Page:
If you want to see a revolving door of polite teenagers, pull up a chair at the local DMV road test parking lot. Watch them come, one after the other, hat in hand, behind their mothers or fathers, looking a little nervous, endearingly shy, and scraping up ever bit of Emily Post manners they can recall from their upbringing. They’re adorable!
Yesterday, I wrote about my daughter taking her driving test last week, which was when I had occasion to witness this inspiring parade. She noticed it, too. So did (I’m sure) the man with the clipboard conducting the tests, the mothers, and the fathers. All involved were aware they were beholding a rare sighting, an aspect of the on-deck teenager’s behavior that is not always on display at home or in the schoolyard. All involved were grateful for the behavior, whether it was put on or not.
I pondered the phenomenon before me, trying to decide whether the teens’ display of conduct was “hypocritical” or praiseworthy. I decided on the latter, and the reason is biblical: God endorses the studied and deliberate exercise of godly behaviors. He exhorts us to “put off” certain conduct and to “put on” other behavior. If we call it hypocritical to try hard to be honoring toward another human being, we are saying God endorses hypocrisy.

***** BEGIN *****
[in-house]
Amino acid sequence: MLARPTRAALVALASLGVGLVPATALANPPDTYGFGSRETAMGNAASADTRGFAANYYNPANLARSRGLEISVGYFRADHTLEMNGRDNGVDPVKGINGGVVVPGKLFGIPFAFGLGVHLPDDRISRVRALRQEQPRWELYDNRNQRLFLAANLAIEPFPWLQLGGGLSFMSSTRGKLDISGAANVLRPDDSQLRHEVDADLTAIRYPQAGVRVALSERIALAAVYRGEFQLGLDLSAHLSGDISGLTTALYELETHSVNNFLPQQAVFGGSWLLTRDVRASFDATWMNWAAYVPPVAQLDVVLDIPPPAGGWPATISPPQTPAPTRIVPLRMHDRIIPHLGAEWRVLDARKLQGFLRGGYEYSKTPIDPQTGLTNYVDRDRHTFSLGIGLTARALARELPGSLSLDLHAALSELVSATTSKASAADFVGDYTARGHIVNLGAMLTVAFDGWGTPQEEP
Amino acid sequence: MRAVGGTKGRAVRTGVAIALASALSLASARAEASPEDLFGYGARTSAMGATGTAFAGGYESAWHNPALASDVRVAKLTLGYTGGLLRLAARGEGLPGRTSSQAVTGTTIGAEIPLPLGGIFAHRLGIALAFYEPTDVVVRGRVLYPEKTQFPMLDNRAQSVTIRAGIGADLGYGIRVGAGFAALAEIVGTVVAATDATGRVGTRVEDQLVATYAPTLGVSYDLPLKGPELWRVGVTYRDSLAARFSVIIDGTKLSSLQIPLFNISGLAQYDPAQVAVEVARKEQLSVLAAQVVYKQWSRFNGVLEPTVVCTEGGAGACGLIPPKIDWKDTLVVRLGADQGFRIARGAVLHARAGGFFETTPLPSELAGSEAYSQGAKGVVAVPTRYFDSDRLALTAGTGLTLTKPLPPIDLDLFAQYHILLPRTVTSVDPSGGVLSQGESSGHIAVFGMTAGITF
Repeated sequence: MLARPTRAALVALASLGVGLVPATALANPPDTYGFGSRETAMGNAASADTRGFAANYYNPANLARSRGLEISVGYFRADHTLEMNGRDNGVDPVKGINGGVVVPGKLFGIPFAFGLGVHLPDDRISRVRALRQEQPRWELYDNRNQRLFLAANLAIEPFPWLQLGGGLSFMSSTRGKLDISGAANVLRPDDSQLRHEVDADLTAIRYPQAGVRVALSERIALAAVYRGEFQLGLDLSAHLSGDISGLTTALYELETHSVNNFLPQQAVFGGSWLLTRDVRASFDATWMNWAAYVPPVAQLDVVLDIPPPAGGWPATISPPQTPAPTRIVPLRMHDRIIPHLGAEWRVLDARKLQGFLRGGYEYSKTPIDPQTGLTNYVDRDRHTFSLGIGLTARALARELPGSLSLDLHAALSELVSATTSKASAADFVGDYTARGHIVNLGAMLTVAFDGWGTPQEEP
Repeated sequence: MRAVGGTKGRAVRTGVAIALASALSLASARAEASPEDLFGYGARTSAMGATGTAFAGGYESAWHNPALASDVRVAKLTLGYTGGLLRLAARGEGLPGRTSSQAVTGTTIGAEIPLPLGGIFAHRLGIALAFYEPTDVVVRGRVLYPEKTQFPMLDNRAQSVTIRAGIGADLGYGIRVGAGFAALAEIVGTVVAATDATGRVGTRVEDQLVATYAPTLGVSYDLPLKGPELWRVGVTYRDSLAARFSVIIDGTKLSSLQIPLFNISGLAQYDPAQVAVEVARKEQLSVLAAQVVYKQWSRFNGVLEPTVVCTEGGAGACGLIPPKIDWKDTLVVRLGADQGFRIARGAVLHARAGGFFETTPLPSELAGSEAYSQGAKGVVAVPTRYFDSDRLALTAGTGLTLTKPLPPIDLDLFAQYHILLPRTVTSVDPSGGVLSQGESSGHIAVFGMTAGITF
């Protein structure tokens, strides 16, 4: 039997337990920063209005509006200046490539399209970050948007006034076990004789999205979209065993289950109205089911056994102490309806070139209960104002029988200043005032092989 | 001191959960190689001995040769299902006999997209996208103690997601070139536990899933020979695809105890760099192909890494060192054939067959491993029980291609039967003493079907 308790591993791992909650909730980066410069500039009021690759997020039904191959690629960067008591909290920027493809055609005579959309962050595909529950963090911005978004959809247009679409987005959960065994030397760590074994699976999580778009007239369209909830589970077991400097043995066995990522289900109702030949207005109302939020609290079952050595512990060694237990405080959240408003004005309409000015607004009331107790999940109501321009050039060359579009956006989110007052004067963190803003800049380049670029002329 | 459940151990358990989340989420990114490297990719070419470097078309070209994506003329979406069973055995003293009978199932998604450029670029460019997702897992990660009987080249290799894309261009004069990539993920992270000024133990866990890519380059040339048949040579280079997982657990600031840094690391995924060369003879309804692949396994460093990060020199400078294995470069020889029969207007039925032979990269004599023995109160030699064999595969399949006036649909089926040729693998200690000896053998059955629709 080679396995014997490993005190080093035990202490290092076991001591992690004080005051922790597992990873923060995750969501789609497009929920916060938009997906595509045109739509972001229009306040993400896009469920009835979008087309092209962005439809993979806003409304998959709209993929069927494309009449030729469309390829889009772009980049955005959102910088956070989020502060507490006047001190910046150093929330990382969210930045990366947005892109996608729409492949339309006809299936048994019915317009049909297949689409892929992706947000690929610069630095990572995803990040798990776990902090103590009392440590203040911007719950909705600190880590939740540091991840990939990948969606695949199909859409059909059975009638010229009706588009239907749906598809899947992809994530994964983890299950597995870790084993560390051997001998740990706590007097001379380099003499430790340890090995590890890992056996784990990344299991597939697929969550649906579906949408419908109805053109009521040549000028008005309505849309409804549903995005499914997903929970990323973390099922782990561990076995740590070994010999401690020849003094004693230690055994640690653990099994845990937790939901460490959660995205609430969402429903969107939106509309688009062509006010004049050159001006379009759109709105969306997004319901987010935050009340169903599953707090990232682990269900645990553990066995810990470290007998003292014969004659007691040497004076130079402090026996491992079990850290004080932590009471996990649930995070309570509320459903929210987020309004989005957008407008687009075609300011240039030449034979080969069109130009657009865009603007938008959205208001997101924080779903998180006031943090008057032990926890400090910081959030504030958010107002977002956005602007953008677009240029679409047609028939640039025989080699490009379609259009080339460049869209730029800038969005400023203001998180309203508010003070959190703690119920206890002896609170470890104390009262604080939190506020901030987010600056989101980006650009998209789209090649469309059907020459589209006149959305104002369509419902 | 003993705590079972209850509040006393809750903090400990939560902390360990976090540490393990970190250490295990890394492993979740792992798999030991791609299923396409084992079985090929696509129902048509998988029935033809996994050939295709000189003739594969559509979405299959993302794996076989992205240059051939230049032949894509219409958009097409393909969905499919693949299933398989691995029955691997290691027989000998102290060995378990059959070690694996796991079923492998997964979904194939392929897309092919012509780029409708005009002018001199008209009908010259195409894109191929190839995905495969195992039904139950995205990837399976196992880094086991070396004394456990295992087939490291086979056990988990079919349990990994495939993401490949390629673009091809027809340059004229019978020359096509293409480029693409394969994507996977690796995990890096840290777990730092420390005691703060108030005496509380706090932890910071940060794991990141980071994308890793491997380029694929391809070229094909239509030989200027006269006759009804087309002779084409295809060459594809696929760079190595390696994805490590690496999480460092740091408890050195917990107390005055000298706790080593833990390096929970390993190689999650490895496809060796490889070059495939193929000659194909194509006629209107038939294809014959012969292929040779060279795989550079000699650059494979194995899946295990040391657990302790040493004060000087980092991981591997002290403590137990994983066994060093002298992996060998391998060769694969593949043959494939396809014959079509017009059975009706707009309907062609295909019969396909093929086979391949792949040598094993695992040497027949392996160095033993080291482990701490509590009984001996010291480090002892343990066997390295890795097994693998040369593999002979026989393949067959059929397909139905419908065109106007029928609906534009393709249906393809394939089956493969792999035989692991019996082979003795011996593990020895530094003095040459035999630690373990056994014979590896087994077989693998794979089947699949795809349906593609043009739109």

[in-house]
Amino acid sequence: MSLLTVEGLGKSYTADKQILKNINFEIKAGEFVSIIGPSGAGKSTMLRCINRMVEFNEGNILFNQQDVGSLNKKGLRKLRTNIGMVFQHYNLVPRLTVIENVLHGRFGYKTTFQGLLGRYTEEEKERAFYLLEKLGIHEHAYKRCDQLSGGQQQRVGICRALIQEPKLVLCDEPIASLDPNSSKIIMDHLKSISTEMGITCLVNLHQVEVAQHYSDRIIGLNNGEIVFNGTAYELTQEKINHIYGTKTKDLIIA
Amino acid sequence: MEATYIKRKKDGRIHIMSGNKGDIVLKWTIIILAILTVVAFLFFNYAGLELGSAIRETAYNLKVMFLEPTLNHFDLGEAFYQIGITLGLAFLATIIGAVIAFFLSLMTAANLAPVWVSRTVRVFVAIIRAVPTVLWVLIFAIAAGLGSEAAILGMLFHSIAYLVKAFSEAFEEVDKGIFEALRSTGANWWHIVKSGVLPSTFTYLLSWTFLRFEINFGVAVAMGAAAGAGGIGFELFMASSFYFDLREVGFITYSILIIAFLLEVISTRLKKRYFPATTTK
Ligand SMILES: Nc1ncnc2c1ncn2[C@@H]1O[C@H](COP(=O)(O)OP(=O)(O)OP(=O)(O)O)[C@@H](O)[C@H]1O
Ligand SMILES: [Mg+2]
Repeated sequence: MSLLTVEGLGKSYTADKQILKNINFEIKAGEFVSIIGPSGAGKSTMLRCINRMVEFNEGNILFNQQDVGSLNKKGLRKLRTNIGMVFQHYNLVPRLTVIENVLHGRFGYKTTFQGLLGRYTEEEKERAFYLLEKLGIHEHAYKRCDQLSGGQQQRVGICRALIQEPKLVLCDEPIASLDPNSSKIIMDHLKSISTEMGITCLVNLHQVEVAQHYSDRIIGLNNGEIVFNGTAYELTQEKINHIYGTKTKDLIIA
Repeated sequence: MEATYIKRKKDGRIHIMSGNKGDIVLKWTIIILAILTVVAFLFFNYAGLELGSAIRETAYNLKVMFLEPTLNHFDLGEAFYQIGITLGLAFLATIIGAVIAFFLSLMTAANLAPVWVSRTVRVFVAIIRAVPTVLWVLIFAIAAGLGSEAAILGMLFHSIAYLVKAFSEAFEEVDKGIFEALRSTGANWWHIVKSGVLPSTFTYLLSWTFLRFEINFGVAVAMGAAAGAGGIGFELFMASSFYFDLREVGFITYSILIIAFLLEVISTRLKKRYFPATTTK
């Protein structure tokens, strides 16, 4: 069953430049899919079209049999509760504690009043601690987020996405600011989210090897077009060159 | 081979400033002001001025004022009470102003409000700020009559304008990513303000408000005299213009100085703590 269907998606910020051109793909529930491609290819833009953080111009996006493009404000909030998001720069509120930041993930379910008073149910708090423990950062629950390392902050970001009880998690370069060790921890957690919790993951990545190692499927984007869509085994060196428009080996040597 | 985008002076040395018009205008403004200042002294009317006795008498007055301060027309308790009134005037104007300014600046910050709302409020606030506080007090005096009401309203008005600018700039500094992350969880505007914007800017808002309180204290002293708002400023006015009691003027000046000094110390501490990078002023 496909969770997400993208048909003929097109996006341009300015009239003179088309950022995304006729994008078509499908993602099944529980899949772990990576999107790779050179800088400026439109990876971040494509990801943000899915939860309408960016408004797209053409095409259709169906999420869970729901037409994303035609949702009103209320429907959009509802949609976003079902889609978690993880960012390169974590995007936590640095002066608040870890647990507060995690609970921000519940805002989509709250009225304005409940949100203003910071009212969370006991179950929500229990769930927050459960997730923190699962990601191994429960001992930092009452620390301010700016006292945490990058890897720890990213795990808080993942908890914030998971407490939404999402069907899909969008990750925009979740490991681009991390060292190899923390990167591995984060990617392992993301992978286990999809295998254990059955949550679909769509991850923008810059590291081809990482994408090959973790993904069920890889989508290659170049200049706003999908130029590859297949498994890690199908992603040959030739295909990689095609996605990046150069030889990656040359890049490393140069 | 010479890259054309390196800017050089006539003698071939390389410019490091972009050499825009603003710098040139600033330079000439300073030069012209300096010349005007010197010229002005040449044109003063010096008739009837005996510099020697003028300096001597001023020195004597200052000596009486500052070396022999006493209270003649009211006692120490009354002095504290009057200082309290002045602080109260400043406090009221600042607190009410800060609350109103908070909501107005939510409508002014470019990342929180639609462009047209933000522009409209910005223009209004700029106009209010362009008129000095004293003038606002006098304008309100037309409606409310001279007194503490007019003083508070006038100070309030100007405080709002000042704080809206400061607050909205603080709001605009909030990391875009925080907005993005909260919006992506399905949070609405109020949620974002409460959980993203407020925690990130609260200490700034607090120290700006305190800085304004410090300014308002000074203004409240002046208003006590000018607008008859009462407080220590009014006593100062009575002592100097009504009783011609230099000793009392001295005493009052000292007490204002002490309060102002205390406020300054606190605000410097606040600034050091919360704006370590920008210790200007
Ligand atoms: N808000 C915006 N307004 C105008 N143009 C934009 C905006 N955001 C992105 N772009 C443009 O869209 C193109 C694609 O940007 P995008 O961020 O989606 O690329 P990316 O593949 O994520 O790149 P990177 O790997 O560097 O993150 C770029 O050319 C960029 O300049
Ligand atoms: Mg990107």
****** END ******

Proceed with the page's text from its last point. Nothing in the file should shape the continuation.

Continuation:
“Put to death therefore what is earthly in you … you must put them all away: anger, wrath, malice, slander, and obscene talk from your mouth. Do not lie to one another … (Colossians 3:5-9).
Jesus gives instructions for fasting, for example, that include making sure we go out in public with a face that does not look like we’re fasting or suffering. That is, Jesus wants us to consciously put on a happy face, rather than a glum one that extracts attention and sympathy. Is Jesus recommending hypocrisy? No. He is merely saying it is possible—and right!—for us to go out of our way to carefully conduct ourselves in a respectful, polite, and honoring way, even if it “isn’t me.”
The command also sets our conscience at peace against the charge or self-incrimination of phoniness. It is never phony to obey God. The phoniness comes into play when we do good things for devious motives. But the solution to that is not to throw out the baby with the bathwater. Rather, keep the good behavior and repent of the motive. And remember that the fact that you can “put on” godly behavior for the 15 minutes at the DMV means you can put it on all day long by the grace of God.